‘Dáithí’s Law’ organ donation awareness campaign launched

10 May 2022

Northern Ireland has launched a new public awareness campaign to prepare people for the introduction of ‘Dáithí’s Law’ from next spring 2023.

The Organ and Tissue Donation (Deemed Consent) Act (Northern Ireland) 2022, to be known as ‘Dáithí’s Law’, received Royal Assent in March 2022. 

Daithi, who the law is named afterNamed after 5-year-old organ donation campaigner Dáithí Mac Gabhann, who has been awaiting the gift of a new heart for nearly 4 years, the new law will change the system of organ donation in Northern Ireland to an opt-out system.

This means, in the event that organ donation is a possibility after you die, it will be considered that all adults in Northern Ireland agree to being an organ donor unless they choose to opt out or are in an excluded group (1).

The law change will come into effect from next spring following a robust process of almost 2 years consultation with the general public and consideration and debate in the Northern Ireland Assembly.

As organ and tissue donation and transplantation saves and transforms hundreds of lives each year, the new law will help more people save more lives by making it easier for those who support organ donation to say ‘yes’ to giving the ‘gift of life’. 

While 90% of people in Northern Ireland support organ donation, only 51% of people have registered their decision on the NHS Organ Donor Register.

Only 1% of people will die in circumstances where donation is possibler. Sadly, last year in Northern Ireland 15 people died awaiting a transplant.

Aidan Dawson, CEO of the Public Health Agency, welcomed the new campaign saying:

“The aim of the public information campaign is to ensure that the legislative changes are fully understood across all sections of the population, and that as many people as possible are aware of the law change, and how to register decisions.

The campaign will also reinforce that organ donation will remain a personal decision and everyone will still have a choice if they wish to donate or not. The Public Health Agency encourages everyone to find out more about the law change, to consider their decision, and whatever their decision may be, to make sure they share it with those close to them.”

Last year in Northern Ireland, 55 families supported the gift of organ donation, which enabled 127 life-saving transplants across the UK. 100 lives were saved and transformed through organ donation, however, there are around 122 people still awaiting a transplant, waiting for the call to give them ‘the gift of life’.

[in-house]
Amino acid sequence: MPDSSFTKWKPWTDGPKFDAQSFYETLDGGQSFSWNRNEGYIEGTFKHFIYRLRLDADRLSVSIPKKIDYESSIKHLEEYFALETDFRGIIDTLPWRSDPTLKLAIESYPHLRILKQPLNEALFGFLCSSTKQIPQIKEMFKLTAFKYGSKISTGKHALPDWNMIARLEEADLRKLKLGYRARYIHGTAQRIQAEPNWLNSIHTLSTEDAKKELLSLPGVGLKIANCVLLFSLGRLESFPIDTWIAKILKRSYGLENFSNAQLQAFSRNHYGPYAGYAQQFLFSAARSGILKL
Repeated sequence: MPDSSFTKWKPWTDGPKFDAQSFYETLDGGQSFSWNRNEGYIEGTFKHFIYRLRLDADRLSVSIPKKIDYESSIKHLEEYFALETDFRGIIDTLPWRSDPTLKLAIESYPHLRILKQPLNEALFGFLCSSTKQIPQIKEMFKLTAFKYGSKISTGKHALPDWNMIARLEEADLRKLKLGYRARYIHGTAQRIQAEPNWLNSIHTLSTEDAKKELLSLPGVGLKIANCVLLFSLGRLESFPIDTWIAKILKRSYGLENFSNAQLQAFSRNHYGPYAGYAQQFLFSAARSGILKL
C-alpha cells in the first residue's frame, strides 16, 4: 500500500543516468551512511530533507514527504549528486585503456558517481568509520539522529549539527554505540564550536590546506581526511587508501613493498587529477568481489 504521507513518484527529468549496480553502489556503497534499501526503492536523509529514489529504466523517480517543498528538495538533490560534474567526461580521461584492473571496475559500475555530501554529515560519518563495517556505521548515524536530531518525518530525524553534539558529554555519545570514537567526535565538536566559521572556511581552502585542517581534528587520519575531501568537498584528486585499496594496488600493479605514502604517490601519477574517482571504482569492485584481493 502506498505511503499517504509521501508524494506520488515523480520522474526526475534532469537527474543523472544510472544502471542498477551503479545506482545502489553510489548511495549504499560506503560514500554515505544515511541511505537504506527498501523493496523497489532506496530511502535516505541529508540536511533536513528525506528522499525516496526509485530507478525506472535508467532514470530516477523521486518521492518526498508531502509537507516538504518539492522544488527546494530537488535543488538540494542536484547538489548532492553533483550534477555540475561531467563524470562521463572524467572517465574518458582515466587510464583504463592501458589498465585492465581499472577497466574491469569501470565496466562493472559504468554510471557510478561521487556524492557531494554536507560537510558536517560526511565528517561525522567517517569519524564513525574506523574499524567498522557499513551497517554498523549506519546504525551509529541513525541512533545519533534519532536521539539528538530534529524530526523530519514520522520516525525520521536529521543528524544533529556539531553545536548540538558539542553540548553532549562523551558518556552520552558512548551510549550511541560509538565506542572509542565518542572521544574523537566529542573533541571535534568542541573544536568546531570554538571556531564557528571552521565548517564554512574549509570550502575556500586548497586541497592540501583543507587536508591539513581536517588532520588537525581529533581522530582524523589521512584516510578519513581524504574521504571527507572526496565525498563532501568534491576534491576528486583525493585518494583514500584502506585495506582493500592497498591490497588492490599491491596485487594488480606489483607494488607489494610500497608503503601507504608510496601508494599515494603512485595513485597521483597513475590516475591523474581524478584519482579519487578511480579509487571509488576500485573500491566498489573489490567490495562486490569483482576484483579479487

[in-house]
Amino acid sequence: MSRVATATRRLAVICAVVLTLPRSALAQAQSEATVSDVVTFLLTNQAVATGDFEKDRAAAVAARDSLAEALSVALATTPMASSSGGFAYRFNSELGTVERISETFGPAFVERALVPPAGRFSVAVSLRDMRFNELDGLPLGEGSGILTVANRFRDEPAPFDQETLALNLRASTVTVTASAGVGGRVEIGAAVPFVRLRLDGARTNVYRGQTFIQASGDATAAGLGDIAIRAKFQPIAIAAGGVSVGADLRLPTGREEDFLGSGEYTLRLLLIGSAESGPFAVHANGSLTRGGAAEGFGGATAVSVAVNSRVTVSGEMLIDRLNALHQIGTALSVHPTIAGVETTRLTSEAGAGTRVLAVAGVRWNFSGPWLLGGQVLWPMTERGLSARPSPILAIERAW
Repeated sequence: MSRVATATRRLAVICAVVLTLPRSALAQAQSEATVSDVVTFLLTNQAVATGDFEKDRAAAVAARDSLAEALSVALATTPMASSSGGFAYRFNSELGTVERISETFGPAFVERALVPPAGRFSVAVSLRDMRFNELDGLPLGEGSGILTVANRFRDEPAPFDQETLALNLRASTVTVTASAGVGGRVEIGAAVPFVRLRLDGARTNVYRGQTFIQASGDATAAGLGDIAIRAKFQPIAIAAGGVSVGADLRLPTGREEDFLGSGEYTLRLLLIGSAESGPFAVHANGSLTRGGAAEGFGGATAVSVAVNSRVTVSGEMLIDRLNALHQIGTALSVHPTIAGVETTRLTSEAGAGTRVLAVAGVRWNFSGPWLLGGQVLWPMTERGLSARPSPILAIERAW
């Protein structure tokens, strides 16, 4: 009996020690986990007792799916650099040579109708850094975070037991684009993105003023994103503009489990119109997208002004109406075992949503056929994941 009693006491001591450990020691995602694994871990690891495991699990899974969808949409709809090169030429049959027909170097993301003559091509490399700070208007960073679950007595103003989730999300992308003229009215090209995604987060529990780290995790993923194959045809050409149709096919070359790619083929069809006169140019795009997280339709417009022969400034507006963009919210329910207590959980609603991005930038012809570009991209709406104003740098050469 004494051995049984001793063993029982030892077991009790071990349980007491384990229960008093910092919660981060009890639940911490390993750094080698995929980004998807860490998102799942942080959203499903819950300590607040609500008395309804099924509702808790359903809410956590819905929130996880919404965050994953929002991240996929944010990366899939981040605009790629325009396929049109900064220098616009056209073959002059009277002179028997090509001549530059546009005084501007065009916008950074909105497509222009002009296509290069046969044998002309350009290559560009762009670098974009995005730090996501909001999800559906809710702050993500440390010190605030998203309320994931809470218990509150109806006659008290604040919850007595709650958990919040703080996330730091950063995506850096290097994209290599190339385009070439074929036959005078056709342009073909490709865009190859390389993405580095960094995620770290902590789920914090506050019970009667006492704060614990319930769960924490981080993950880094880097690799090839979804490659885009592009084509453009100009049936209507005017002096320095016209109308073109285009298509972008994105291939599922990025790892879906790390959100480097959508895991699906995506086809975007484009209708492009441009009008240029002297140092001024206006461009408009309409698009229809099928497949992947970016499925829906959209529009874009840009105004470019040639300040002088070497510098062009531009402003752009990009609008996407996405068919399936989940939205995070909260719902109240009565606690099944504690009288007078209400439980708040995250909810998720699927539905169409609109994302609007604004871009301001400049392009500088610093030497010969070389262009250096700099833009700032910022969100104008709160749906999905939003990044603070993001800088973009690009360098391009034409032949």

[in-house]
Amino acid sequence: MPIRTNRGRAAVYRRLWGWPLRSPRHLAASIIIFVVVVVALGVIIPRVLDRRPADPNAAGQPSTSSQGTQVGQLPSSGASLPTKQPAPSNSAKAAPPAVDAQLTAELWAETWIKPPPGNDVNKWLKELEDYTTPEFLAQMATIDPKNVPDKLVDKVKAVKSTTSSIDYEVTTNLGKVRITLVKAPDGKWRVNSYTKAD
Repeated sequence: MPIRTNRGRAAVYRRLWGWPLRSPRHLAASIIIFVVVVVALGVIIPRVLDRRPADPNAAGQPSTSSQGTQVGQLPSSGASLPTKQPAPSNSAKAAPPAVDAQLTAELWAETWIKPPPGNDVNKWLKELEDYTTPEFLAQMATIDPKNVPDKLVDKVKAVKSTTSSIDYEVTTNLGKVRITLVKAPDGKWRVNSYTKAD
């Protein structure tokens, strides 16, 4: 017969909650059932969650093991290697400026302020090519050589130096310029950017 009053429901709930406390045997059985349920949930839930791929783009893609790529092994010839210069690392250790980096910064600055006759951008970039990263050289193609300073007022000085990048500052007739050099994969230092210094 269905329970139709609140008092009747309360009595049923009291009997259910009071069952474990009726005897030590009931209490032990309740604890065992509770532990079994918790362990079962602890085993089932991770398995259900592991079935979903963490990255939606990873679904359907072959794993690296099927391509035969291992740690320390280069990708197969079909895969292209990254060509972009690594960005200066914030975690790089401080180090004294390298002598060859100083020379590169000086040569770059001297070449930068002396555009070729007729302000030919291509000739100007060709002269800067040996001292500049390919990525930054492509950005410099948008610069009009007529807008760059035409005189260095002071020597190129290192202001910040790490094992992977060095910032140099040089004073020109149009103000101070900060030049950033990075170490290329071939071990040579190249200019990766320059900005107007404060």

Helping to unveil the new campaign was Dáithí, along with parents Máirtín and Seph. Dáithí’s dad Máirtín shared their sense of pride in Dáithí’s Law and in seeing the new campaign, saying:

“We are delighted to be here today to help launch this very important campaign. It is an honour for our family that the law will be known as Dáithí’s Law and even better to know that the campaign is now starting to make people aware of what exactly the change of law will mean for people. Organ donation will always be a gift; the greatest gift a person can give.”

“Dáithí has been waiting on the gift of a new heart for almost 4 years now, and it was a privilege for us to play our part in the change of law. We think it’s a huge step in the right direction, along with education and the continued raising awareness of organ donation.”

As well as raising awareness of the law change, the campaign also reinforces the importance of sharing your organ donation decision. Should the worst happen, families find the organ donation conversation much easier if they already know what their relative would have wanted. Only half of families agree to organ donation going ahead if they don’t know their loved ones’ decision, but this rises to 9 out of 10 if the family has had a conversation. 

You can continue register your organ donation decision on the NHS Organ Donor Register up to and after the law change in Northern Ireland next spring.

Article note

  1. Those groups excluded from the new deemed consent legislation include:
  • Those under the age of 18
  • People who lack the mental capacity to understand the change in law
  • Visitors to Northern Ireland
  • Temporary residents